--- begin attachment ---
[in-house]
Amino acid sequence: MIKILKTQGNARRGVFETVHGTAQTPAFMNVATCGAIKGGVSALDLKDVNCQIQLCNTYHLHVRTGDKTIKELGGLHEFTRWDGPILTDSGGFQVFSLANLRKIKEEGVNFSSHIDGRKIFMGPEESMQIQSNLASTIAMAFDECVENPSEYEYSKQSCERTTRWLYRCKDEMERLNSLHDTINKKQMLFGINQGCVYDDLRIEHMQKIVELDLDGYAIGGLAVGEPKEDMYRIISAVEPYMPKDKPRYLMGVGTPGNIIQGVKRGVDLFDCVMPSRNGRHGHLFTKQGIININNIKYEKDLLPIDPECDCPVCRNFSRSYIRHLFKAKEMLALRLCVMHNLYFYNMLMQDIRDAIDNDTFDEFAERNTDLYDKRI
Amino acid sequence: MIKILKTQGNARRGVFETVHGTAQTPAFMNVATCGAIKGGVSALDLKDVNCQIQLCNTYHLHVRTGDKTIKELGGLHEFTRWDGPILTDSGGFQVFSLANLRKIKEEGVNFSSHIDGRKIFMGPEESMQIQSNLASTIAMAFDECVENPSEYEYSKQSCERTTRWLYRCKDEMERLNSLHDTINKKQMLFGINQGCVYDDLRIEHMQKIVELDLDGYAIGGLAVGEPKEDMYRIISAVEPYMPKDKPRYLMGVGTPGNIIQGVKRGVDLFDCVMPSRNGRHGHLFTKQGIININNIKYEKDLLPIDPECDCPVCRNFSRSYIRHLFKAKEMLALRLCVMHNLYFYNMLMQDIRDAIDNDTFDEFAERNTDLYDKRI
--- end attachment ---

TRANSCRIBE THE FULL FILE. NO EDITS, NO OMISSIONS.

[in-house]
Amino acid sequence: MIKILKTQGNARRGVFETVHGTAQTPAFMNVATCGAIKGGVSALDLKDVNCQIQLCNTYHLHVRTGDKTIKELGGLHEFTRWDGPILTDSGGFQVFSLANLRKIKEEGVNFSSHIDGRKIFMGPEESMQIQSNLASTIAMAFDECVENPSEYEYSKQSCERTTRWLYRCKDEMERLNSLHDTINKKQMLFGINQGCVYDDLRIEHMQKIVELDLDGYAIGGLAVGEPKEDMYRIISAVEPYMPKDKPRYLMGVGTPGNIIQGVKRGVDLFDCVMPSRNGRHGHLFTKQGIININNIKYEKDLLPIDPECDCPVCRNFSRSYIRHLFKAKEMLALRLCVMHNLYFYNMLMQDIRDAIDNDTFDEFAERNTDLYDKRI
Amino acid sequence: MIKILKTQGNARRGVFETVHGTAQTPAFMNVATCGAIKGGVSALDLKDVNCQIQLCNTYHLHVRTGDKTIKELGGLHEFTRWDGPILTDSGGFQVFSLANLRKIKEEGVNFSSHIDGRKIFMGPEESMQIQSNLASTIAMAFDECVENPSEYEYSKQSCERTTRWLYRCKDEMERLNSLHDTINKKQMLFGINQGCVYDDLRIEHMQKIVELDLDGYAIGGLAVGEPKEDMYRIISAVEPYMPKDKPRYLMGVGTPGNIIQGVKRGVDLFDCVMPSRNGRHGHLFTKQGIININNIKYEKDLLPIDPECDCPVCRNFSRSYIRHLFKAKEMLALRLCVMHNLYFYNMLMQDIRDAIDNDTFDEFAERNTDLYDKRI